Wednesday, April 11, 2007

Family Finances

This month, I've been tackling our family finances.

Thanks to a frugal upbringing, I entered my adult life without debt. My husband, alas, did not. In fact, because he decided to leave the Marine ROTC after receiving two-years of tuition at Boston college, he entered his post-college life with around $60,000 in debt.

He managed to wipe out more than $50,000 by joining the Navy and serving four years as an enlisted man - quite possibly, he ws the only enlisted man at the base who had a four-year degree.

Time and time again, I've read that money is the number one cause of divorce. It really doesn't have to be this way.

There are lots of online resources to help you get out of debt and manage money. And there are different ways of making it work if you and your spouse have different ideas about how to manage money. For years, one of my friends and her husband held separate accounts. They split their bills, each paying a percentage based on income. This worked for them for years. After the birth of their child, they merged accounts but by this time, they were on the same page financially, more or less, and they have an incredibly strong marriage and are financially healthy today.

When I married my husband, we set out to knock out the debt immediately. We went to extremes to do this: One car, beans for dinner, a crappy apartment, no new furniture and thrift store clothes. Of course, the fact that the Navy provided all his work clothes helped a lot on the wardrobe budget. I drew a bar chart on a piece of ruled paper and tacked it to our fridge. Each month, I'd color in our debt contribution, so we could see our progress.

We're debt free - except for our mortgage - and now we're applying those same techniques to savings. Yes, sometimes we still haggle over money, but we're never overwhelmed by our financial situation.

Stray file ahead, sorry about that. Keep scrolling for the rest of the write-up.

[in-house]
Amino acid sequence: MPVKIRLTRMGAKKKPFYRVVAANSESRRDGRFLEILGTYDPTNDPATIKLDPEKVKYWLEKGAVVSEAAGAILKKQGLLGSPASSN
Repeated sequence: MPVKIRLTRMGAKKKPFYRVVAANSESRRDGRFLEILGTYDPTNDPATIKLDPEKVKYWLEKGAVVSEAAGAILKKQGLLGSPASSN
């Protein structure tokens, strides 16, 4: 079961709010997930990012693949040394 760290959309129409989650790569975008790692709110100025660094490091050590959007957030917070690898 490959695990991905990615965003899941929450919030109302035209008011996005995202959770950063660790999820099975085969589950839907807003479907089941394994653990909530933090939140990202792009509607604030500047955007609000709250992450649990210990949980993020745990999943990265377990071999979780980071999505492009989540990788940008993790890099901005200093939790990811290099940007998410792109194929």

Here's an article to help you if you're dealing with family and financial stress. I particularly like the advice about setting aside money for your basic needs first. I would add a few more tips, though:
  • Set aside some money for savings. The rule of thumb is 10 percent, but if you can only save $10, then do that. Saving may seem like a luxury, but it's not. It's the only way to get out of debt in the long run. By creating a savings, you're building a cushion to pay for emergencies without incuring more debt. When we were young, lived in an apartment and had no children, I found that a $200-500 emergency fund would take care of most emergencies. When we bought a house, we needed more like $1000. Now that we have a child, I've realized we need more like $5000-$10,000 to comfortably deal with the myriad of things that can go wrong in a given year. We're not there yet, but we're working on it.
  • Decide how much you can pay on debt. If this is below what creditors want you to pay, then contact them and tell them what you will be paying. Really, devote 10 percent of your take-home to debt reduction and find a way to live off the rest. If you have more to spend, then you can try Dave Ramsey's Snowball approach or you can pay down the highest interst debt first. The first is psychologically rewarding and may be the carrot you need to keep going. The second is financially 'smarter' but can be discouraging if you have tons of different bills and collectors calling.
  • Cut expenses and stop spending. Some people call this "budgeting." If you hate that term, here's an easy fix for you: Grab some envelopes, get 70-80 percent of your money in cash and then start dividing it into the envelopes. Label the envelopes: Rent, food, gas, utilities, phone, clothes, household. Put more in food than you think you'll need. Not enough for clothes and households? Shop yardsales and thrift stores. Ask for clothes for your birthday. If you run out of gas, walk, carpool or take the bus.
  • Get another job. Hey, no one should ever be too good to deliver pizza. Not your teen, not your spouse, not you.

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1 Comments:

Blogger Millionaire Mommy Next Door said...

Excellent post!

10:33 AM  

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